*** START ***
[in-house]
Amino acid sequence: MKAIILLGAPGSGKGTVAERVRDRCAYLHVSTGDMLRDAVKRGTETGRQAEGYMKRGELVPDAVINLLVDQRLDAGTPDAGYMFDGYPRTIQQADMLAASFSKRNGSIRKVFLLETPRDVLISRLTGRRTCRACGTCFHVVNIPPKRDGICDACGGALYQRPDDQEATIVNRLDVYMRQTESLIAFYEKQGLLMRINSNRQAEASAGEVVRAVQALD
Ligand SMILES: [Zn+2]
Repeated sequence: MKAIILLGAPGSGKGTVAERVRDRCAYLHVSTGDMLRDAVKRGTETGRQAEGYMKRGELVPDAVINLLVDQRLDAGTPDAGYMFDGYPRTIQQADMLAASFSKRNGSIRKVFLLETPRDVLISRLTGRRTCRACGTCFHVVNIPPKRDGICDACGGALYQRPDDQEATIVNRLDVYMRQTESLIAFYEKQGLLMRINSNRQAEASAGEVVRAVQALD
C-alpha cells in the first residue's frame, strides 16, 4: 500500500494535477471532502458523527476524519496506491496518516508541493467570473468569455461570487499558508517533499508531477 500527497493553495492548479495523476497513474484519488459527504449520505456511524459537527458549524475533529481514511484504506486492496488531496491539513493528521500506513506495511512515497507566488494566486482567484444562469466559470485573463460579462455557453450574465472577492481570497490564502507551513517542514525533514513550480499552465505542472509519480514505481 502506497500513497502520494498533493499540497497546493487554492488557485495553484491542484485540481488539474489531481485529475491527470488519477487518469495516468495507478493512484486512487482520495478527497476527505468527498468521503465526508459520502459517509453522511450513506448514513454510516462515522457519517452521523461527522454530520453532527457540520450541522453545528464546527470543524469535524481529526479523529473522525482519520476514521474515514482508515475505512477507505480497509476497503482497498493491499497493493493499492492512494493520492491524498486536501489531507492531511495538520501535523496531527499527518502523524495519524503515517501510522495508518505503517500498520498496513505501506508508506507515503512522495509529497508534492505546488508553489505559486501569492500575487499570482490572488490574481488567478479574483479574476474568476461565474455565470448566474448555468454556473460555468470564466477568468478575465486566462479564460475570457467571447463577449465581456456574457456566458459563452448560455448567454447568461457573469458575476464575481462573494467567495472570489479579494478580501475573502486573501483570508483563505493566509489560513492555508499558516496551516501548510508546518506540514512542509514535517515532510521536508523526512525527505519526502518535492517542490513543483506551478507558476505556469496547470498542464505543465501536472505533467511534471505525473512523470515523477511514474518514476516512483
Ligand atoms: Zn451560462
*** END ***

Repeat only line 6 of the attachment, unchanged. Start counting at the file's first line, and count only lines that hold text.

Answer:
Ligand atoms: Zn451560462